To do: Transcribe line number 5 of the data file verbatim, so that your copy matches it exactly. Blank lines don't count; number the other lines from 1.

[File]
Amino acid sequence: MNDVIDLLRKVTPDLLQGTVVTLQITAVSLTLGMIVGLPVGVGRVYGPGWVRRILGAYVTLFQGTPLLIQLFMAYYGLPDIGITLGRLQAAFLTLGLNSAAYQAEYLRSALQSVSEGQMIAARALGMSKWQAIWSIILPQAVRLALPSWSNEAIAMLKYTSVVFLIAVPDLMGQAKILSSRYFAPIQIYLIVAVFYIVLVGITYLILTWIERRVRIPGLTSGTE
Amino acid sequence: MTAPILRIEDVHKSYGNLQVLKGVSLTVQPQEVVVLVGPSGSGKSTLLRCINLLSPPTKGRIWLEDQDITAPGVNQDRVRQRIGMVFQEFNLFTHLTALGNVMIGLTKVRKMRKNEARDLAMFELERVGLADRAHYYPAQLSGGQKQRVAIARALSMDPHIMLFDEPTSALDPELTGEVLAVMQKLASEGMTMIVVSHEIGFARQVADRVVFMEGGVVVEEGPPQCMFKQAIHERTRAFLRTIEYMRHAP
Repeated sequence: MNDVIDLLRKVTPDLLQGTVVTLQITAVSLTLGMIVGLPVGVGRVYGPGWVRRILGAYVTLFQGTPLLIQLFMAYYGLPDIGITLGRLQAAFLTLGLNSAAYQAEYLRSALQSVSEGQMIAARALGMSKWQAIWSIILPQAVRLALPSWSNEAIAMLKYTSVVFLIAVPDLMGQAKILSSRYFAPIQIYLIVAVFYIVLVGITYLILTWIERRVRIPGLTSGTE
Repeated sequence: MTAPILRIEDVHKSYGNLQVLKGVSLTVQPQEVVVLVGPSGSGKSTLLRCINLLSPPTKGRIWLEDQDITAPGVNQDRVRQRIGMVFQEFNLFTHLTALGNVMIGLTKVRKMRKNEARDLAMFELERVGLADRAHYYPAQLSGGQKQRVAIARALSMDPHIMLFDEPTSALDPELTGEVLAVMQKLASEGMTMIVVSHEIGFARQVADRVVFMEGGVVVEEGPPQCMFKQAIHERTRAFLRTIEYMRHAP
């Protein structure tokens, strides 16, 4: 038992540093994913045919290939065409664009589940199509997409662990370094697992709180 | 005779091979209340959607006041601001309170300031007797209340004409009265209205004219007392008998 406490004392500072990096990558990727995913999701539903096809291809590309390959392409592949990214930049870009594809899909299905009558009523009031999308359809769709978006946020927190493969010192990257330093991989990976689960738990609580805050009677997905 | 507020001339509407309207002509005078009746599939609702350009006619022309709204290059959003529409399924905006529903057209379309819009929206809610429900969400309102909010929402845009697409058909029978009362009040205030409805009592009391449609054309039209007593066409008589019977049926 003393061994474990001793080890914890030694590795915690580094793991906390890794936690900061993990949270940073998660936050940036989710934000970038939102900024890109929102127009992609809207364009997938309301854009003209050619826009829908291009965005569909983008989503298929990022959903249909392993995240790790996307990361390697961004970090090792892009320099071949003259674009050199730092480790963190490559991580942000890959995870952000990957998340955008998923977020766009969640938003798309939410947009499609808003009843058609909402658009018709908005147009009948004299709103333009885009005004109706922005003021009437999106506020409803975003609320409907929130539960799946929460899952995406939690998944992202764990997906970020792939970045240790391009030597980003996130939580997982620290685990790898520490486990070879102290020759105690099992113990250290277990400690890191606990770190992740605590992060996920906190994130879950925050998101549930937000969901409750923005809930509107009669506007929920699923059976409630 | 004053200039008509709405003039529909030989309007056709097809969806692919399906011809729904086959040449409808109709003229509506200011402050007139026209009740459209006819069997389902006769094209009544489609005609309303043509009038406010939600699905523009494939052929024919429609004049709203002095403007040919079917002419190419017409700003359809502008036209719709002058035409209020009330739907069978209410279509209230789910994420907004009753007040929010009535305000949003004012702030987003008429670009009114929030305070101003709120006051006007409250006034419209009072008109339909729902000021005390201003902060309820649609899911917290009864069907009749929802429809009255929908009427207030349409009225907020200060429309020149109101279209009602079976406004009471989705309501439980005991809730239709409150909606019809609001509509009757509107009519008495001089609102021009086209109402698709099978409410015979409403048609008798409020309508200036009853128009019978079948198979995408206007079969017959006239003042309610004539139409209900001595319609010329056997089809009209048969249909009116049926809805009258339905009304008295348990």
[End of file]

């Protein structure tokens, strides 16, 4: 038992540093994913045919290939065409664009589940199509997409662990370094697992709180 | 005779091979209340959607006041601001309170300031007797209340004409009265209205004219007392008998 406490004392500072990096990558990727995913999701539903096809291809590309390959392409592949990214930049870009594809899909299905009558009523009031999308359809769709978006946020927190493969010192990257330093991989990976689960738990609580805050009677997905 | 507020001339509407309207002509005078009746599939609702350009006619022309709204290059959003529409399924905006529903057209379309819009929206809610429900969400309102909010929402845009697409058909029978009362009040205030409805009592009391449609054309039209007593066409008589019977049926 003393061994474990001793080890914890030694590795915690580094793991906390890794936690900061993990949270940073998660936050940036989710934000970038939102900024890109929102127009992609809207364009997938309301854009003209050619826009829908291009965005569909983008989503298929990022959903249909392993995240790790996307990361390697961004970090090792892009320099071949003259674009050199730092480790963190490559991580942000890959995870952000990957998340955008998923977020766009969640938003798309939410947009499609808003009843058609909402658009018709908005147009009948004299709103333009885009005004109706922005003021009437999106506020409803975003609320409907929130539960799946929460899952995406939690998944992202764990997906970020792939970045240790391009030597980003996130939580997982620290685990790898520490486990070879102290020759105690099992113990250290277990400690890191606990770190992740605590992060996920906190994130879950925050998101549930937000969901409750923005809930509107009669506007929920699923059976409630 | 004053200039008509709405003039529909030989309007056709097809969806692919399906011809729904086959040449409808109709003229509506200011402050007139026209009740459209006819069997389902006769094209009544489609005609309303043509009038406010939600699905523009494939052929024919429609004049709203002095403007040919079917002419190419017409700003359809502008036209719709002058035409209020009330739907069978209410279509209230789910994420907004009753007040929010009535305000949003004012702030987003008429670009009114929030305070101003709120006051006007409250006034419209009072008109339909729902000021005390201003902060309820649609899911917290009864069907009749929802429809009255929908009427207030349409009225907020200060429309020149109101279209009602079976406004009471989705309501439980005991809730239709409150909606019809609001509509009757509107009519008495001089609102021009086209109402698709099978409410015979409403048609008798409020309508200036009853128009019978079948198979995408206007079969017959006239003042309610004539139409209900001595319609010329056997089809009209048969249909009116049926809805009258339905009304008295348990």